WASHINGTON: The Pentagon took another step in distancing the media from US casualties of war last week with the announcement of new restrictions on funeral coverage at Arlington National Cemetery (ANC).
Any reporter wanting to cover a soldier's funeral at the Virginia cemetery will now be required to stay within a distant, roped-off area. This "bullpen" is described as an area far enough away from the proceedings that a clergyman or family member's words cannot be clearly heard.
The new restrictions come on the heels of a Pentagon announcement last month that reporters were no longer permitted to witness the return of soldier's bodies returning from overseas combat. At the time, Pentagon spokesman Captain David Romley explained the ban this way: "The media can get a better, more complete understanding of the person who has passed by attending and covering funeral services as opposed to coffins arriving aboard an air station."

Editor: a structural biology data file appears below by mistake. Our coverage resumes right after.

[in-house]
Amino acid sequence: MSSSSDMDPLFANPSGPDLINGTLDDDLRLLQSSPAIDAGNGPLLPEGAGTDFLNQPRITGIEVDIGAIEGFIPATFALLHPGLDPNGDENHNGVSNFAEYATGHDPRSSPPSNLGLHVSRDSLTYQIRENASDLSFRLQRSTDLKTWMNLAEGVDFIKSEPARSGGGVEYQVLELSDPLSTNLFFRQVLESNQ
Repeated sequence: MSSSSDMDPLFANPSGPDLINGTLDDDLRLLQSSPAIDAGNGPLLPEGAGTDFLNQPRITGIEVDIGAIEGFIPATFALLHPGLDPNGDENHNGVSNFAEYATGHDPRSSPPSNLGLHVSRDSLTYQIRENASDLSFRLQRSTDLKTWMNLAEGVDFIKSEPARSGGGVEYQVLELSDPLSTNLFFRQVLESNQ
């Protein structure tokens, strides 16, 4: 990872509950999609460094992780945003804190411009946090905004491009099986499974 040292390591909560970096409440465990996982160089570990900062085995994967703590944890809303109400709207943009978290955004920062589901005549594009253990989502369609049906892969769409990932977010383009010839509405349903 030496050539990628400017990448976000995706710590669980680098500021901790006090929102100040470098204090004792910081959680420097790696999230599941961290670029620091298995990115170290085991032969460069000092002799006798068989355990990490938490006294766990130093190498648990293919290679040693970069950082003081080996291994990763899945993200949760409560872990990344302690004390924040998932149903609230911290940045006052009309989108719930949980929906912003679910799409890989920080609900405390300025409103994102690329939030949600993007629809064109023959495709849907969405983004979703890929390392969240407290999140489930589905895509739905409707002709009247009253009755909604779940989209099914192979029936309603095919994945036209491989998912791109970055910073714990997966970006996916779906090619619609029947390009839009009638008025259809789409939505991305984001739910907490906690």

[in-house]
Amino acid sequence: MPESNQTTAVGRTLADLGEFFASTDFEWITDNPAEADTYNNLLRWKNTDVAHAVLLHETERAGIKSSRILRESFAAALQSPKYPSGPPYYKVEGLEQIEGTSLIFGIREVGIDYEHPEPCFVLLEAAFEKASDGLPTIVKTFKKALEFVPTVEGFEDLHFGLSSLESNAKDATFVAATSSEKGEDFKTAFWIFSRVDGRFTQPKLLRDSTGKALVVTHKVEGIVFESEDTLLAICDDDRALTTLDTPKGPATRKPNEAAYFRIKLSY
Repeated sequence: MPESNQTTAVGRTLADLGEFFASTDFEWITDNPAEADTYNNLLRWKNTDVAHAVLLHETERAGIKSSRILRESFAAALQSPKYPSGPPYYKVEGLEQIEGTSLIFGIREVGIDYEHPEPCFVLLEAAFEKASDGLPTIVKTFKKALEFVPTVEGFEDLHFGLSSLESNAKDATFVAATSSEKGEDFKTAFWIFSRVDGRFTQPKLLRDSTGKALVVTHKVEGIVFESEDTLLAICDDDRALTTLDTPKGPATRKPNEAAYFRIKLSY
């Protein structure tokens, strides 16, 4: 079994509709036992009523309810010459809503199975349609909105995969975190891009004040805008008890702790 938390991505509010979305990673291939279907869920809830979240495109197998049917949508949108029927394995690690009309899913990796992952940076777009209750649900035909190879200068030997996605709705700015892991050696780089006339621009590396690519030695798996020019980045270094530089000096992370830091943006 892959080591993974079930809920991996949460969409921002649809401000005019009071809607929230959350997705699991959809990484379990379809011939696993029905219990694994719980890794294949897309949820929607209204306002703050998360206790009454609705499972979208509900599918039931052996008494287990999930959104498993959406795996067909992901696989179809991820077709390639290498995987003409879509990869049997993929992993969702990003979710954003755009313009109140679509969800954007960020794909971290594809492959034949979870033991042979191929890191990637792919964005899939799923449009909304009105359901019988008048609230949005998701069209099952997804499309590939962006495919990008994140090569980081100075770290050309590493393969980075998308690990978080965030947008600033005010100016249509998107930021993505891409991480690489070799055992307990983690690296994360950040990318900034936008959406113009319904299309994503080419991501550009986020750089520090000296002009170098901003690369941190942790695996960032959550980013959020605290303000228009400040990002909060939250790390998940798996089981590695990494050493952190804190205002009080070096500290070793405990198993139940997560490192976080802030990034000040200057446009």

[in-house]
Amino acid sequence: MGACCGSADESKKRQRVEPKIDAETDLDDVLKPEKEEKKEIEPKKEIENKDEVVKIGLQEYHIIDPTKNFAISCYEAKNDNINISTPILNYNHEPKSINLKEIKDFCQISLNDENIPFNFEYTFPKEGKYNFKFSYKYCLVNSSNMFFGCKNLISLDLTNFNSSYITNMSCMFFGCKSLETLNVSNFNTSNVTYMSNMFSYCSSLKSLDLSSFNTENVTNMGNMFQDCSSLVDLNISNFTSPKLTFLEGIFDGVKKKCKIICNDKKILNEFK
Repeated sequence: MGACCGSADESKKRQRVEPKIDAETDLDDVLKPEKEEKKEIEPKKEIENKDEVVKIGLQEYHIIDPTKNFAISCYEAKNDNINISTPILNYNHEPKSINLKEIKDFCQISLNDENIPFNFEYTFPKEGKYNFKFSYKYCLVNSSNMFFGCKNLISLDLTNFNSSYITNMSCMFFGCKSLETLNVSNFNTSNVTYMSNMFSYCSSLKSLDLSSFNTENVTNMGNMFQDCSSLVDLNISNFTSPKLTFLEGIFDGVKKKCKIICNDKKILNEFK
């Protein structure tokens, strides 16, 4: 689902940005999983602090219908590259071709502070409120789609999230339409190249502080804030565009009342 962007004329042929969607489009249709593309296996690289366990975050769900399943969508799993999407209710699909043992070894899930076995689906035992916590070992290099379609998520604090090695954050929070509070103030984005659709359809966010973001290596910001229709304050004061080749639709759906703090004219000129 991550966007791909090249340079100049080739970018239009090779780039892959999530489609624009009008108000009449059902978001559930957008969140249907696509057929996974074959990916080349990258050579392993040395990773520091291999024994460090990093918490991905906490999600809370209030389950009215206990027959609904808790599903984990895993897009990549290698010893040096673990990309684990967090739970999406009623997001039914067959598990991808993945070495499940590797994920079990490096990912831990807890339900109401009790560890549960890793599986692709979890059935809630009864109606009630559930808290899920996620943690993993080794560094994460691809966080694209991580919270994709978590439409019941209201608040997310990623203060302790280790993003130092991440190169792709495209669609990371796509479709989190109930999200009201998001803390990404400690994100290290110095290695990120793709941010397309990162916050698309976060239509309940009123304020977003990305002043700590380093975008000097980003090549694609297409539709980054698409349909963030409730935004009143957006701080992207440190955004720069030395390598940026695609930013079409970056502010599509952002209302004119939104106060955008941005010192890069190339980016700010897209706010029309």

Last week, Romley confirmed the new policy, but declined to comment on the apparent contradiction between it and his previous explanation. Instead, he directed calls to the ANC press office, which did not return calls seeking comment.
Family members have always been required to give permission for media to cover a soldier's funeral at the cemetery. The new restrictions could likewise be waived if the family allows it.